Tag Archives: Poetry

Daily Déjà Vu






One day a plane hit a building

then another plane

then another building.


My father sent me a newspaper clipping

a full front-page photograph with a caption

and an enormous bold black headline

as angry as a cold black fist in the pit of my stomach.


Since that day the grey tones of life have diminished.


Black and white is louder now.


Two bold choices scare me.


I get terrified when the comfort and safety of colors fade

when poetry can’t take me home

when coffee shops are tense with lying laughter

when the vice of black and white squeezes my crystal soul.




Eating Sorrow


An Experiment in Haiku - Ninja Style



Place setting for one

Cup of tears; plate of lonely

I eat the sorrow.



A dancing ninja can put a little caffeinated whimsy in the saddest of poems. I’m honored every time he comes to balance my soul with his happy sword!

Whimsical, Wizardly Wisdom


Wizard Text


I’m no wizard. Just a fledgling and an aging poet sometimes inspired by a whimsical inner wizard .  .  .  .


Crustose lichen


Rock Stillness

The carnival days of youth

No future but the present.

Joyriding in open-hooded cars

Convertibles of two-toned pastels

with vanilla leather seats

Colors young and soft and innocent

no longer mine.

Now I choose deep, bold colors

colors with saturation of wisdom

and experience

and longevity.

But how I long sometimes

for those convertible days

those rapidly shifting ways of being.

I’m rock stillness now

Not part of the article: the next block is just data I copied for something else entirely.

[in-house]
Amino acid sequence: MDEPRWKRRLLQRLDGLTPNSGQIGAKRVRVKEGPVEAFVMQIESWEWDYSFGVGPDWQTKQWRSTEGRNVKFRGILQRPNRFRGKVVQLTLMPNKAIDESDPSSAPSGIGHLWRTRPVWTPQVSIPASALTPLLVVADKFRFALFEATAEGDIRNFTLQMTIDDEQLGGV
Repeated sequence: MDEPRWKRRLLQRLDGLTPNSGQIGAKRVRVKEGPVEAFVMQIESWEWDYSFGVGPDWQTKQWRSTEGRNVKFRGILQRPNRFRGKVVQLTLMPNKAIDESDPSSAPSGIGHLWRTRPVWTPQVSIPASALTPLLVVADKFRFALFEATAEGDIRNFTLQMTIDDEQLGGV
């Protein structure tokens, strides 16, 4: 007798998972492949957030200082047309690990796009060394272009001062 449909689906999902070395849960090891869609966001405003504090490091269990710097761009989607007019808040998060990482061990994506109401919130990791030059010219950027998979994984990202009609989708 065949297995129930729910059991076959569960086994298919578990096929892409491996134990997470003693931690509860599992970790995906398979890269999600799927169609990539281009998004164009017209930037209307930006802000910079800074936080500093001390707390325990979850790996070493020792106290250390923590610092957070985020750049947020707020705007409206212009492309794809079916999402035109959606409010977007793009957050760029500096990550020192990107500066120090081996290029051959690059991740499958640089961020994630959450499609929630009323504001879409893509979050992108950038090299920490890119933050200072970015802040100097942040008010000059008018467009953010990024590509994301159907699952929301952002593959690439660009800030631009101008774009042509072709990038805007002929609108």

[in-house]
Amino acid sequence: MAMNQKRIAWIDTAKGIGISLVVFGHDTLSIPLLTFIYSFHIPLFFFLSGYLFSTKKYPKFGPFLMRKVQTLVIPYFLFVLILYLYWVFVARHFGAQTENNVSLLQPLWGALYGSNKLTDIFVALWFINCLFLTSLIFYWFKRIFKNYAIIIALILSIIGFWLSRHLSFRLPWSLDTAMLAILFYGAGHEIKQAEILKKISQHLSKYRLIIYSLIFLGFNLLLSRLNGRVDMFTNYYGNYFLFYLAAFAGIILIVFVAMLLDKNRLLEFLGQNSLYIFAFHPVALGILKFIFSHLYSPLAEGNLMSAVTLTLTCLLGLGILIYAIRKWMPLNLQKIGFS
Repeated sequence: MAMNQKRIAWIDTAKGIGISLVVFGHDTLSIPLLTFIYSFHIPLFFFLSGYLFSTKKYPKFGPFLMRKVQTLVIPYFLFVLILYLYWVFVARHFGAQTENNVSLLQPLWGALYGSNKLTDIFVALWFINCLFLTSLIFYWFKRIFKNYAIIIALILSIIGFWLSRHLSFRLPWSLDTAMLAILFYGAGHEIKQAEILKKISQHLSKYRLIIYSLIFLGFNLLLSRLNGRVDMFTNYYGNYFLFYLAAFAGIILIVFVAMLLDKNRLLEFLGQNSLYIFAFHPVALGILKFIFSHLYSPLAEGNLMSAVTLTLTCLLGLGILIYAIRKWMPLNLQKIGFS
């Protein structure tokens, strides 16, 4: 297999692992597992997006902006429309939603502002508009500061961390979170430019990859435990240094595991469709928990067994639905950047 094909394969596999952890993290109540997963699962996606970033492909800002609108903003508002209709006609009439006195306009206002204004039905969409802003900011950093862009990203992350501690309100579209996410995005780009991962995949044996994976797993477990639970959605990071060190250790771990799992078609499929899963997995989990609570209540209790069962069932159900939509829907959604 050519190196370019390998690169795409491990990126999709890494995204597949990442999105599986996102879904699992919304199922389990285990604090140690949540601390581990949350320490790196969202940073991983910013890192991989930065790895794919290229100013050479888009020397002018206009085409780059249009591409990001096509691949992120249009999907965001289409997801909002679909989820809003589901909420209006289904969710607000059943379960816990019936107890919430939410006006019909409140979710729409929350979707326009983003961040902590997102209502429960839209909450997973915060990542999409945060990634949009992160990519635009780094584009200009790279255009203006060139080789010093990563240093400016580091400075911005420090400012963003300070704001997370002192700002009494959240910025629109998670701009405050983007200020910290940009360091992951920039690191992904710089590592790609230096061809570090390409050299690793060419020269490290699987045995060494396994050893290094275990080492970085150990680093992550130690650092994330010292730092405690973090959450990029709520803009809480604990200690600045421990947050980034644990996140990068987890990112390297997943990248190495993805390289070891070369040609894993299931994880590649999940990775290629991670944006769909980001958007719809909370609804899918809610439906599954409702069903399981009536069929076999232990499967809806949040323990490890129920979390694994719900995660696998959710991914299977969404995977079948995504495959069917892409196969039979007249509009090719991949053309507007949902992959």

I dress in moss-feathered fur coats

and wear lichen-splattered jewels.

The archival grace of aging.

Homage to Them


Mom & Dad - FramedToday is the one-year anniversary of mother’s death. My dad passed away in 2013, a year before her.

In my life, I’ve observed several ways in which people grieve. Some mourn their parents by becoming them before they die. A sort of understudy, or dress rehearsal, that prepares them for the transition.

Some mourn them by taking on their habits and personalities after they disappear. A sort of preservation and transfer of spirit.

Others mourn through stages of grief, rather like climbing a terraced garden for many, many years. What looks like a walking meditation of stair-climbing and mezzanine pauses.

For me, I mourn my parents by thinking of what I want to gain from them. Qualities that I want to be gifted from each to push me forward on my own private path.

I’ve written a poem of remembrance for my mother and for my father. Each is a realization that came after they vanished from the physical world. Together they are pleas of love that I want to swallow as I make my way alone.



in white lace tapered like an inverted art nouveau

orchid vase

its open-blossomed lip spilling out

around you in a pleated puddle

on your mother’s emerald lawn.


in a delicate needle-lace veil

rippling long, long down your back.

Your short chic coal-black hair

with just a hint of sassy.

Your lips like a ruby parting

as you smiled a keyboard of ivory.

All hope and love were stitched

into that exquisitely intricate dress


the way you held your slender body

and faced the camera straight on

No doubt. No hesitation.

That would come later.

But on that hot afternoon in August

you were extraordinarily confident

in your beauty

and your call to duty as a post-war wife.

Later I would dearly crave the structure of your grace

for my own moment of marriage.

Your awkward introverted little girl

started early to practice.

To memorize.

The Polaris star

My North Star

Until your light went out

I never knew how brightly you lit my way.

Until your needle stood still

I never called you my compass.

Wherever I’ve lived

I’ve watched the night sky.

Before crawling into bed

I search for the North Star.

Instead of prayers

I hold my gaze on that dogged, unwavering star.

I never knew I was searching for you each time –

to get me through the night and its following day.

You were my constancy

though separated by thousands of miles

Just knowing that you were in the world –

in the world standing still and simply being my Dad

Gave me safety in chaos.

Now I can feel the earth tremble.